Some recent and highly controversial sketches featured Spanish sport stars such as Rafael Nadal or Alberto Contador as explicitly doped super-humans who kicked The Avengers' ass, among other feats. It caused a sort of diplomatic scandal as Spanish authorities and Spanish sport federations really didn't like these jokes.
"Spanish athletes. They do not win by chance."
Manuel Valls NOT getting married.
Each time the show is moved to the Cannes Film Festival, there is a running gag:
In 2006, the same journalist tried to interview prominent movie stars. The only "persons" he succeeded to approach? Insignificant animated movie characters, King Kong and Christopher Lambert, who is a complete idiot in the show. (In real life, he made very poor choices in his movie career after Highlander and Greystoke.)
In 2011, some movie characters (including the Terminator, Luke Skywalker, Darth Vader, and others) were given a lecture by "the Oysters Guy" from the French movie Little White Lies (Les Petits Mouchoirs).
The very, very serious former Prime Minister François Fillon is either described as Uncle Fester or as Voldemort when he appears on screen to announce bad news.
Far-right politician Jean-Marie Le Pen is often dressed up like Bécassine, in reference to his Breton roots and the fact that he always talked about a romanticized idea of ancient France that never quite existed that way.
Played with for Nicolas Sarkozy during his last presidential campaign, to parody his sudden shift to "candidate of the people" in his speeches. His puppet self-criticizes his own policies and calls for his own demission as if the President was someone else. One sketch even shows him repeating word for word a reaction of Jean-Luc Mélenchon's puppet!
Took a Level in Jerkass: Lionel Jospin. He started as a naïve and such a Nice Guy during the 1995 French presidential election. When he was the prime minister, he became an honest politician, but completely unable to be friendly with others. And since he lost the 2002 French presidential election, he is completely unsympathetic and is a jerk to everyone. He somewhat got better after the victory of François Hollande in 2012. Except he slightly overestimates his part in said victory, claiming the President's seat is now rightfully his.
Totally Radical: Cécile Duflot is portrayed as a vapid rebellious teenager, with the language to match. It's as grating as it sounds.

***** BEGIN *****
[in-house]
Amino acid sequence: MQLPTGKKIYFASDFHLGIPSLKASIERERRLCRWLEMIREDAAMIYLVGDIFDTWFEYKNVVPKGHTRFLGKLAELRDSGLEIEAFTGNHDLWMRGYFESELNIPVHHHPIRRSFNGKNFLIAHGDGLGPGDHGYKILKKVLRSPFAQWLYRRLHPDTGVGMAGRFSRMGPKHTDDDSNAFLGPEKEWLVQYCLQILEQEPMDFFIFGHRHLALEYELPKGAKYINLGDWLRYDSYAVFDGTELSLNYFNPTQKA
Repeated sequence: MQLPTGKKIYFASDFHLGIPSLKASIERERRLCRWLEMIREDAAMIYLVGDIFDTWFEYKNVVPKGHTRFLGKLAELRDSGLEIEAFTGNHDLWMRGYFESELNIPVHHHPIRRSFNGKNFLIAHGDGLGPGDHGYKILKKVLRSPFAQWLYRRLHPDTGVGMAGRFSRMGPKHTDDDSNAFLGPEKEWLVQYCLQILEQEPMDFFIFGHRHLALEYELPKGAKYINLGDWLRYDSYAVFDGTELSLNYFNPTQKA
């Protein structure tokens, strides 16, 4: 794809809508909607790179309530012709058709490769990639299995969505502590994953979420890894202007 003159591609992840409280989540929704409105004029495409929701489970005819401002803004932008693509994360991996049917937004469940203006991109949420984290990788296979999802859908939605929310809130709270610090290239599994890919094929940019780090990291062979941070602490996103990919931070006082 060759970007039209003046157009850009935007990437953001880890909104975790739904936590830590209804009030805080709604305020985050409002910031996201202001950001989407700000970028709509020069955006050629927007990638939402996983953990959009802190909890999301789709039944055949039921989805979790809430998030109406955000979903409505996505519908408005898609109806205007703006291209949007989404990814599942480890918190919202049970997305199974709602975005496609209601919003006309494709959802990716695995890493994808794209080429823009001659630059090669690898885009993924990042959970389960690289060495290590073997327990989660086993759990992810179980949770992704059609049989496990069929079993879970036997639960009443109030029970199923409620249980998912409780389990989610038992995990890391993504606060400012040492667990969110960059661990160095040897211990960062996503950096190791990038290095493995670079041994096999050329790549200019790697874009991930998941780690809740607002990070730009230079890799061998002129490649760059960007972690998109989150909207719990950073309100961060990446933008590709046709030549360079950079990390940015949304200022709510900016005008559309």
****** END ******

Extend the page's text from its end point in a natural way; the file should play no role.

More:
Two-Way Tapping: One sequence parodied the "Whassup?" Budweiser commercial by having Osama Bin Laden, Mollah Omar and various other bad guys yelling "Anthraaaaaaax!" on the phone. American agents listening in are getting excited ("30 more seconds and we locate Bin Laden!")... Until George W. Bush picks up the agents' phone and joins in, causing everyone else to hang up.
Prince Al-Thani of Qatar only speaks in a whisper to the PSG's manager, Leonardo, who then repeats for everyone. We never hear his voice anyway... except for rare exceptions. For example, when PPDA was wondering if he knew some french words. His answer? "Louis Vuitton."
Daniel Cohn-Bendit and Noël Mamère were supposed to campaign for Éva Joly's election in April 2012. They did. Just with snarks, knives in her back and various schemes to get rid of her. For once, this was hardly caricatural.
The same went for Ségolène Royal against the other socialist party members in 2006/2007, as shown in a parody of Kill Bill.
As proof that Sarkozy's campaign was not funded by Liliane Bettencourt, his allies bring tons of papers proving it was funded by... Muammar Gaddafi (another mediatic scandal). PPD sums it up with, "He's got enemies to the left and friends to the right."
Your Approval Fills Me with Shame: On learning that the French finance minister had a secret Swiss bank account, the credit agency suits declared that were going to increase France's credit rating, citing it as proof that they finally understood how politics works.